Sugar gliders can live 12-15 years.
Full grown gliders weigh between four and five ounces.
In the wild, they can glide over 150 feet.
They are marsupials. Female gliders have a pouch like a kangaroo.
They are native to Australia, New Guinea and certain Indonesian islands.
They have opposable thumbs.
A sugar glider’s tail is about as long as its body. They use this to steer and balance while gliding.
They are omnivores.
They are nocturnal.
Sugar gliders have teeth specially designed to suck the liquids out of fruits and vegetables, as well as bite through tree bark to the sap underneath.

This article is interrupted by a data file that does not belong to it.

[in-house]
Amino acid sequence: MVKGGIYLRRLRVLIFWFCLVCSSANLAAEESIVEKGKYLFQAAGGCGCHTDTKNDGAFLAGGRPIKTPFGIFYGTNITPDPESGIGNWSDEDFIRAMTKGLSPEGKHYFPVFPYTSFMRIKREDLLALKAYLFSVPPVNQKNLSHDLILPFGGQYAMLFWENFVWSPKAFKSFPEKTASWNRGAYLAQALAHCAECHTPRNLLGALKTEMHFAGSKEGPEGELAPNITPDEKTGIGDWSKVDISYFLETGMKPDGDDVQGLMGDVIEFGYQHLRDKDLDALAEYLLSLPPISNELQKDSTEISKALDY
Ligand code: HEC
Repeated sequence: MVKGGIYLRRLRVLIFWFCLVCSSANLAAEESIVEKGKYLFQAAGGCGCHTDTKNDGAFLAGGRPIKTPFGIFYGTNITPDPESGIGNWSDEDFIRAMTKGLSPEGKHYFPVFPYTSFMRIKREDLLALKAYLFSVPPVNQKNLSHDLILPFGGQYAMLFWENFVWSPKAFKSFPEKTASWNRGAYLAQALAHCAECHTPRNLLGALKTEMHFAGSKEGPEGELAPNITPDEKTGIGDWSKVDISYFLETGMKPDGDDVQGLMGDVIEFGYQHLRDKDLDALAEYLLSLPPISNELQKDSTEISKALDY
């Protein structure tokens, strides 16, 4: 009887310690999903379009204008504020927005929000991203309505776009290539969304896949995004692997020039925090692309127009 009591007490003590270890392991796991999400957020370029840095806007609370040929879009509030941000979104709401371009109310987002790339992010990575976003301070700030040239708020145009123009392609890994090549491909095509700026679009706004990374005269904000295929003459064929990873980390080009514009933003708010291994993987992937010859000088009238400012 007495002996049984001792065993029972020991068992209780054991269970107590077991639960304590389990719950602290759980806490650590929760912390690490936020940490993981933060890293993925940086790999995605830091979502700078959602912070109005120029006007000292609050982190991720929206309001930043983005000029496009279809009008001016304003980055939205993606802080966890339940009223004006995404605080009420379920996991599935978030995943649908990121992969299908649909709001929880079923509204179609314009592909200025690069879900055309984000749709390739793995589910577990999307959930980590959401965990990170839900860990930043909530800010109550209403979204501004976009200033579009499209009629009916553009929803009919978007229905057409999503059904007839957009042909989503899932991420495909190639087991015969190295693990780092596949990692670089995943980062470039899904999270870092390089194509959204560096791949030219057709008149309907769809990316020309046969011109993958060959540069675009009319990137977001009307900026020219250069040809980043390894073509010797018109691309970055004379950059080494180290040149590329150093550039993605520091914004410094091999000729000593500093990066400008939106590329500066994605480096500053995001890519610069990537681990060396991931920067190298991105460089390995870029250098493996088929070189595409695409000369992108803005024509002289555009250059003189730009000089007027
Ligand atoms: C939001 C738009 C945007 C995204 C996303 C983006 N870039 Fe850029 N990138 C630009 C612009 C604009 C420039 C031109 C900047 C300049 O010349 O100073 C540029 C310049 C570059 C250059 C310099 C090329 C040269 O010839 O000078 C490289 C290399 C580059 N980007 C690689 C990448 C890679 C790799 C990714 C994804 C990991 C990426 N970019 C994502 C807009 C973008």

Mother gliders will sometimes sing to their babies.
Male gliders make great fathers. They help the females care for the joeys.
Males have three scent glands: the most noticeable are the one on the top of their heads and one on their chest (they appear to be bald spots).
Females are only pregnant for about 16 days. After that the joeys spend 60 days in the pouch before beginning to venture out.
They keep themselves very clean and never need baths.
Sugar gliders can recognize their name and learn simple commands.
Sugar gliders see in black and white, but they can also see the color red.
They are colony animals. In the wild, they live in groups of (up to) seven adults plus the joeys. The colony has two dominant males who “rule” together.
Female gliders can have joeys in the pouch and be pregnant at the same time.
Male gliders are often dominant in their left hand, females in their right.